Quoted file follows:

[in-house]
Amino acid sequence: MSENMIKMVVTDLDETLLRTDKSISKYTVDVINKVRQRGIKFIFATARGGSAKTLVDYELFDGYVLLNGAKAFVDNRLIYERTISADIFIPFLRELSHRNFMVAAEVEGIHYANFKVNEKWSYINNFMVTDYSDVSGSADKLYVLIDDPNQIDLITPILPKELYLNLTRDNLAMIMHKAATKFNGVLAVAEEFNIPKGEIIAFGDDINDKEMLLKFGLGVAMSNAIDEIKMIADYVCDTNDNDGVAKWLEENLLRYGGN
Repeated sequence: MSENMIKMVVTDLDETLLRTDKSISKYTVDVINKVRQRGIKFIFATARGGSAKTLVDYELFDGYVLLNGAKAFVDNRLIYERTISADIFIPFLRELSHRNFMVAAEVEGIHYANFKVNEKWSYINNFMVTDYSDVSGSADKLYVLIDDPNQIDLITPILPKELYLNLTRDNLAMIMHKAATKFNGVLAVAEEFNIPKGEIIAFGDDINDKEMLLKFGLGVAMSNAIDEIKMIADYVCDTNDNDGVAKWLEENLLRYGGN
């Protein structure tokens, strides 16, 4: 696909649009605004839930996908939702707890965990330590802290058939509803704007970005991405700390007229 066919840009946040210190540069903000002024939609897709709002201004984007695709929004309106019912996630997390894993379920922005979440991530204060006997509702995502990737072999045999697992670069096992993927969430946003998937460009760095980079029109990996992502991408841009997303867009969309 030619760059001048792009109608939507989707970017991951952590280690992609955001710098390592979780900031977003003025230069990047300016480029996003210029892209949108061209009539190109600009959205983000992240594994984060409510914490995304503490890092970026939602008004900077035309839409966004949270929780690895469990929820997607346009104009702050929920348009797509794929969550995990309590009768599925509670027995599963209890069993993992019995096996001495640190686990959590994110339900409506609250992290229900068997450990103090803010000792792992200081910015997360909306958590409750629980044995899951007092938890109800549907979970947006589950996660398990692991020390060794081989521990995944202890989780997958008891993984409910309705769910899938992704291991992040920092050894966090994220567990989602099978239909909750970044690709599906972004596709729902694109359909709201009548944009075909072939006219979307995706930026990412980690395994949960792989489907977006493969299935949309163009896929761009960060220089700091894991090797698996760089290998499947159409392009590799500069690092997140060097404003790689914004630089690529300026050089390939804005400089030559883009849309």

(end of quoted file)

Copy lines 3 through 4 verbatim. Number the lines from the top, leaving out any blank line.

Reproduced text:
Repeated sequence: MSENMIKMVVTDLDETLLRTDKSISKYTVDVINKVRQRGIKFIFATARGGSAKTLVDYELFDGYVLLNGAKAFVDNRLIYERTISADIFIPFLRELSHRNFMVAAEVEGIHYANFKVNEKWSYINNFMVTDYSDVSGSADKLYVLIDDPNQIDLITPILPKELYLNLTRDNLAMIMHKAATKFNGVLAVAEEFNIPKGEIIAFGDDINDKEMLLKFGLGVAMSNAIDEIKMIADYVCDTNDNDGVAKWLEENLLRYGGN
């Protein structure tokens, strides 16, 4: 696909649009605004839930996908939702707890965990330590802290058939509803704007970005991405700390007229 066919840009946040210190540069903000002024939609897709709002201004984007695709929004309106019912996630997390894993379920922005979440991530204060006997509702995502990737072999045999697992670069096992993927969430946003998937460009760095980079029109990996992502991408841009997303867009969309 030619760059001048792009109608939507989707970017991951952590280690992609955001710098390592979780900031977003003025230069990047300016480029996003210029892209949108061209009539190109600009959205983000992240594994984060409510914490995304503490890092970026939602008004900077035309839409966004949270929780690895469990929820997607346009104009702050929920348009797509794929969550995990309590009768599925509670027995599963209890069993993992019995096996001495640190686990959590994110339900409506609250992290229900068997450990103090803010000792792992200081910015997360909306958590409750629980044995899951007092938890109800549907979970947006589950996660398990692991020390060794081989521990995944202890989780997958008891993984409910309705769910899938992704291991992040920092050894966090994220567990989602099978239909909750970044690709599906972004596709729902694109359909709201009548944009075909072939006219979307995706930026990412980690395994949960792989489907977006493969299935949309163009896929761009960060220089700091894991090797698996760089290998499947159409392009590799500069690092997140060097404003790689914004630089690529300026050089390939804005400089030559883009849309």